The story of the Benedictine presence in this area of our Diocese reflects those difficult years following on the Reformation in England when the Catholic community was dispersed and greatly reduced in number.

Cleator St Mary's Benedictine vault

Eventually, and in less overtly troubled times, the English Benedictine communities assumed a missionary mandate from the Holy See and became very active in many parts of the country.


Their task was to gradually rebuild the Church especially in more remote areas, where diocesan priests were few, or even non-existent at the time.


Monks of the English abbeys I mentioned earlier have all played their part in the restoration and renewal of Catholicism in the Western reaches of what is now part of our Diocese of Lancaster.


This necessarily thumbnail sketch of the Benedictine story in West Cumbria is a small indication of the great debt owed to the Order of St. Benedict and its countless monks who strove to preserve the Catholic Church and its traditions in what must have been very challenging times.

The continuing and reassuring presence of the Belmont monks in St. Begh’s, Whitehaven, is much appreciated by the whole Catholic community of West Cumbria, and an important reminder of our religious past.


The monks of yesterday ensured that the Catholic faith was preserved and carefully handed down. May our generation be equally faithful in sharing and handing on that faith to those who come after us in the Diocese of Lancaster.

Until next week – may God bless you all,

Cleator St Mary's (Grotto)

+Michael G Campbell OSA

Bishop of Lancaster

Looking Forward to A Jubilee Year of Mercy

Dear Friends in Christ,

Welcome back to this week’s Bishop’s Blog!


Last Saturday I was so pleased to meet up with Cardinal Raymond Leo Burke who was making a private visit to St Walburge’s Shrine church, Preston as he gave talks in both Chester and Southport nearby. The Cardinal is the Patron of the Sovereign Military Order of Malta and a good friend of the Institute of Christ the King Sovereign Priest and so he celebrated Mass in this beautiful church in the care of the Institute.


The Cardinal and I spent an hour in private conversation and at the conclusion of our time together he very kindly gave me a book ‘Remaining in the Truth of Christ: Marriage and Communion in the Catholic Church’ which has great relevance at this time in between Extraordinary Synod on the Family of last year and the Ordinary Synod to take place in October this year. We pray for the Synod members and our Holy Father that all will receive all the gifts of wisdom and strength they need from the Holy Spirit.

24hftL-siteThe magnificent St Walburge’s was the host church for our diocesan contribution to Pope Francis’ world-wide Lenten initiative ’24 Hours for the Lord’ inviting churches worldwide to remain open for 24 hours today for confession and Eucharistic adoration. This time of prayer was extremely successful as people – young and old alike – continued to come and pray and confess through the day and night.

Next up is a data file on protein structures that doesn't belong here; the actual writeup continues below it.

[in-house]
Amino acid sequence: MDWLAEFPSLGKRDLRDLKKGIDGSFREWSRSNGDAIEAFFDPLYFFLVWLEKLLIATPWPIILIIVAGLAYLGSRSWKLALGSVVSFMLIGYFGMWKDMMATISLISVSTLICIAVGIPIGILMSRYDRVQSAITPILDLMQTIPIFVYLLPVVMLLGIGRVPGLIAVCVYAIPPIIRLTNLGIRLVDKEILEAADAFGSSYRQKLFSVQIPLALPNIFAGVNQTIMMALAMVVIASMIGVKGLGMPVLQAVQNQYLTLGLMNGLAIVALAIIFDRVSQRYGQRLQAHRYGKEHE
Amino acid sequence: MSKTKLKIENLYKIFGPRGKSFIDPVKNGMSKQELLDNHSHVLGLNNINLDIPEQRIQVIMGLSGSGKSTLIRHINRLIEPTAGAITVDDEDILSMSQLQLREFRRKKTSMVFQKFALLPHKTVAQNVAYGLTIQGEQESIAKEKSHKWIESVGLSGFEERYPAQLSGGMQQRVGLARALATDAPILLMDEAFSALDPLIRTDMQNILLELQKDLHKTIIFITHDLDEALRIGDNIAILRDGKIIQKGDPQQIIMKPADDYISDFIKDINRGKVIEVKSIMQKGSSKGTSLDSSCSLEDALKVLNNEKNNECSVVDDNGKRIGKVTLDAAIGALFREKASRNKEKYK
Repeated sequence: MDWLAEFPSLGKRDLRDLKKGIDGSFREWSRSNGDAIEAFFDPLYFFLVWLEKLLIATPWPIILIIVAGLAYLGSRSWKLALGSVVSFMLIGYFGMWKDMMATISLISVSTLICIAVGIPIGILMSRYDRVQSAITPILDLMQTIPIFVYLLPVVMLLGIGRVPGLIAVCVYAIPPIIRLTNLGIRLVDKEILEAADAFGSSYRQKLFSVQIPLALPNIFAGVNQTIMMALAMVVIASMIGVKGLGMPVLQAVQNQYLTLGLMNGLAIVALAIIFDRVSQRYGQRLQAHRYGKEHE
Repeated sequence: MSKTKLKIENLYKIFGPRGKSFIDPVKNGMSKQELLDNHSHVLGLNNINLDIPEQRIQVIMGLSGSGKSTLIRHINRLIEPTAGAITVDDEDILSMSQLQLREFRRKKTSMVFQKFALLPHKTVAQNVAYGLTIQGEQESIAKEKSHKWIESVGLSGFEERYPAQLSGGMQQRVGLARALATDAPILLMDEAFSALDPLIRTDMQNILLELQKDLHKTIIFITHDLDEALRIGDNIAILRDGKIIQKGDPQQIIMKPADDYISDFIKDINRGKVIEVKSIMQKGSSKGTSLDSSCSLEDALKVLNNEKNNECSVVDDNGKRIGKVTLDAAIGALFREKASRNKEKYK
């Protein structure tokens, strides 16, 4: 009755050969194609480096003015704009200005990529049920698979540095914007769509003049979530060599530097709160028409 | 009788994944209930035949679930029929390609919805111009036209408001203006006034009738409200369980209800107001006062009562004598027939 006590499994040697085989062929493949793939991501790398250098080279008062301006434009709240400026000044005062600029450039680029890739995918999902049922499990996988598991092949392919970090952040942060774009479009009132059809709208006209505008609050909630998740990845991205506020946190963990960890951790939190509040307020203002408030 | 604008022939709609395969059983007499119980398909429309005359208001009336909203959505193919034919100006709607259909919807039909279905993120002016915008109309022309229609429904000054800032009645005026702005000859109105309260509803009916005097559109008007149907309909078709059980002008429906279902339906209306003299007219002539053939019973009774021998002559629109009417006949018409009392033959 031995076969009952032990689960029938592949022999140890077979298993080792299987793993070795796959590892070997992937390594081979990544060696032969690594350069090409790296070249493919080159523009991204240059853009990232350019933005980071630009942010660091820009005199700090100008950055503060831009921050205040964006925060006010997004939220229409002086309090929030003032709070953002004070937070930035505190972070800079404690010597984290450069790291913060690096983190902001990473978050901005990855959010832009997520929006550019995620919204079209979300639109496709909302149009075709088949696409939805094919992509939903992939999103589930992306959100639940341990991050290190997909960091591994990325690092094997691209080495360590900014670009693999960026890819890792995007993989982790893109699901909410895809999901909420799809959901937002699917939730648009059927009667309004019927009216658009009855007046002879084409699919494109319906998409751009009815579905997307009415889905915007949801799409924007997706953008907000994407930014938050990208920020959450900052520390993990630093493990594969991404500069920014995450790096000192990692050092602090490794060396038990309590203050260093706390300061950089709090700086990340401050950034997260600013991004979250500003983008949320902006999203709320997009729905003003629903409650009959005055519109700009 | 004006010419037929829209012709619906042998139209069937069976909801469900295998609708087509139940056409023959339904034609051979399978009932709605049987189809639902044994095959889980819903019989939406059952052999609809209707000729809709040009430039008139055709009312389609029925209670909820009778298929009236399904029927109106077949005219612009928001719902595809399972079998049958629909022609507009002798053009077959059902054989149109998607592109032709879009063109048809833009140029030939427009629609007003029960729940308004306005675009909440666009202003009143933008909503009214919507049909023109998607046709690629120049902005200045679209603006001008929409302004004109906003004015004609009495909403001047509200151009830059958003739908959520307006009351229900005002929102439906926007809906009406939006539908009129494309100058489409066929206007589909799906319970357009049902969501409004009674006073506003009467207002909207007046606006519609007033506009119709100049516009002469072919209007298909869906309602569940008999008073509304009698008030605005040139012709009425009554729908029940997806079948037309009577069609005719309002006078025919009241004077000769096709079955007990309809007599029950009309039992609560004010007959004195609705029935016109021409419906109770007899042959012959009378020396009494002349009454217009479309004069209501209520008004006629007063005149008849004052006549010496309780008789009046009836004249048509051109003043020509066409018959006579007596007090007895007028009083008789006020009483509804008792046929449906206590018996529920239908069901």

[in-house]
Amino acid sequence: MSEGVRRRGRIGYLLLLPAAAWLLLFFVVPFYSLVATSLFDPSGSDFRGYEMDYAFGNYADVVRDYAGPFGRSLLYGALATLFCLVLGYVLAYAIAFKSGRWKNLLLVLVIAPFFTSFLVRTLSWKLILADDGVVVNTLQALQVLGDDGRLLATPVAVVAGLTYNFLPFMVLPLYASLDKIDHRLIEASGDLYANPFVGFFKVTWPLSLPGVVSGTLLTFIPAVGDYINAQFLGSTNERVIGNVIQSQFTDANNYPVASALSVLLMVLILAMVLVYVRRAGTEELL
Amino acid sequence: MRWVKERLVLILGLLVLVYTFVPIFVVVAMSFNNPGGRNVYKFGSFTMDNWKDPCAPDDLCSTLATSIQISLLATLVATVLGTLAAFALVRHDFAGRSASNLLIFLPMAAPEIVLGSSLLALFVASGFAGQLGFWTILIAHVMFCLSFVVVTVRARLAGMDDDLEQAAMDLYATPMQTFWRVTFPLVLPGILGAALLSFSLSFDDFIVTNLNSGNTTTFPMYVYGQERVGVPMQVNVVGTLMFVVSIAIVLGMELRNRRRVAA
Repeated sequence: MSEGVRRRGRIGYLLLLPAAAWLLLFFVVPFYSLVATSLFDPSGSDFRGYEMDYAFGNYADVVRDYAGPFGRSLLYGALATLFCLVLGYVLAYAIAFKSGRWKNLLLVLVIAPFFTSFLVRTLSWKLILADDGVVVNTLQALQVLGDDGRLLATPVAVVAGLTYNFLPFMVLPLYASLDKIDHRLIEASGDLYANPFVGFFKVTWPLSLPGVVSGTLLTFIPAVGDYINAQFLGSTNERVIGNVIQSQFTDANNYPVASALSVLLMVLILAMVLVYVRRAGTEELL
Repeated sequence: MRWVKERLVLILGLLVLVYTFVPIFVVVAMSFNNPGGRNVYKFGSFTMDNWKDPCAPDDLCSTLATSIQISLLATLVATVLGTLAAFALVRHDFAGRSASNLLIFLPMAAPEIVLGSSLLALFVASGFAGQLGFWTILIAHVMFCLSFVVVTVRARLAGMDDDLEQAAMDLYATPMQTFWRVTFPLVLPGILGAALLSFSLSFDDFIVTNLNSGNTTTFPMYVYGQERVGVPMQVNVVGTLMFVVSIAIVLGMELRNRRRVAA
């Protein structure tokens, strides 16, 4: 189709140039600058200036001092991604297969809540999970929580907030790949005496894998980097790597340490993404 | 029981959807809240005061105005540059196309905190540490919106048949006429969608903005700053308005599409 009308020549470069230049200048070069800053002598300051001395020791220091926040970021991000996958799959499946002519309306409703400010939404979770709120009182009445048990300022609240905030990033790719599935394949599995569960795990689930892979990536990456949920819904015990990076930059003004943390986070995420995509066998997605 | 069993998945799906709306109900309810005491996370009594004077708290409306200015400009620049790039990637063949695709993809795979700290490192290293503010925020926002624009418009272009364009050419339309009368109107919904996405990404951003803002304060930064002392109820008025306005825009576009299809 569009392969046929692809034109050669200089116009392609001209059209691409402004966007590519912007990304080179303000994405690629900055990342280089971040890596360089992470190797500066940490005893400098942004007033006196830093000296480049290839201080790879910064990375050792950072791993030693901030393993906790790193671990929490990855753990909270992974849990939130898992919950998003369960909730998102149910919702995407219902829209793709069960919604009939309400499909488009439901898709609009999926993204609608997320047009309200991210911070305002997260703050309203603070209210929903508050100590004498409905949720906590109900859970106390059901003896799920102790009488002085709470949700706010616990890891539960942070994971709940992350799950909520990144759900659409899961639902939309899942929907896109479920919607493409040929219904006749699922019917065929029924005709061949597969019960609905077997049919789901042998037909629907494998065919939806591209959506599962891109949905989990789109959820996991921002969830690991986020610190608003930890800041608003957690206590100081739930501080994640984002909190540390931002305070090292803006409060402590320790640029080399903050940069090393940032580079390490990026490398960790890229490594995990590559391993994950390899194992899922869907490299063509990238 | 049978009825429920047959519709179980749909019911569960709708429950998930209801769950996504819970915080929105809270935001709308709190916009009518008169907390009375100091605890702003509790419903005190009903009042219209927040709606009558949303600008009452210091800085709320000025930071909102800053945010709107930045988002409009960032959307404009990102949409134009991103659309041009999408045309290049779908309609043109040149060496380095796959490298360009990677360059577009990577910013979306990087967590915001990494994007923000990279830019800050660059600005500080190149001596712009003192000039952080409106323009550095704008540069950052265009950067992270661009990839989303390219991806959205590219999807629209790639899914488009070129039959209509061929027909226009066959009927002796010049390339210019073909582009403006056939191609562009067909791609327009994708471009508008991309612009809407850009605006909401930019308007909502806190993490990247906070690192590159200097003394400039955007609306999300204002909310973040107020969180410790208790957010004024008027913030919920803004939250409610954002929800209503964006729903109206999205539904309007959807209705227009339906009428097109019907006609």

In fact, the Holy Father Pope Francis on Friday made quite a surprise announcement as he opened the “24 Hours for the Lord,” in St Peter’s Rome.


During this penitential celebration on the day of the second anniversary of his pontificate, Pope Francis made the major announcement of a jubilee year dedicated to the theme of mercy, beginning on the Solemnity of the Immaculate Conception on 8 December 2015.

Clergyman hears confession from Pope Francis during penitential liturgy in St. Peter's Basilica at Vatican

Speaking in his homily at a penitential service in St Peter’s Basilica on Friday evening, the Holy Father said the celebration of this “Jubilee of Mercy,” also to be called an “extraordinary holy year,” will begin with the opening of the holy door of the basilica and conclude on the feast of Christ the King, on 20 November 2016.

Pope Francis said: ”I am convinced that the whole Church will find in this jubilee the joy needed to rediscover and make fruitful the mercy of God, with which all of us are called to give consolation to every man and woman of our time,” Pope Francis said. “From this moment, we entrust this holy year to the Mother of Mercy, that she might turn her gaze upon us and watch over our journey.”

In our Catholic tradition, a year of jubilee is a time of joy, remission or universal pardon of sins. The Vatican release went on to point out that the opening of this “Jubilee of Mercy” will take place on the 50th anniversary of the closing of the Second Vatican Council in 1965.


“This is of great significance, for it impels the Church to continue the work begun at Vatican II,” the Vatican said in an official statement on their websites. Pope Francis has entrusted the Pontifical Council for the Promotion of the New Evangelisation with the organization of the year.

pjp2 and holy door

The last “ordinary jubilee” year was in 2000, when Pope St. John Paul II held the “Great Jubilee,” which was likewise a celebration of the mercy of God and forgiveness of sins. The most recent extraordinary holy years were those in 1933, proclaimed by Pius XI to celebrate 1,900 years of redemption, and 1983, proclaimed by John Paul II on the occasion of 1,950 years of redemption.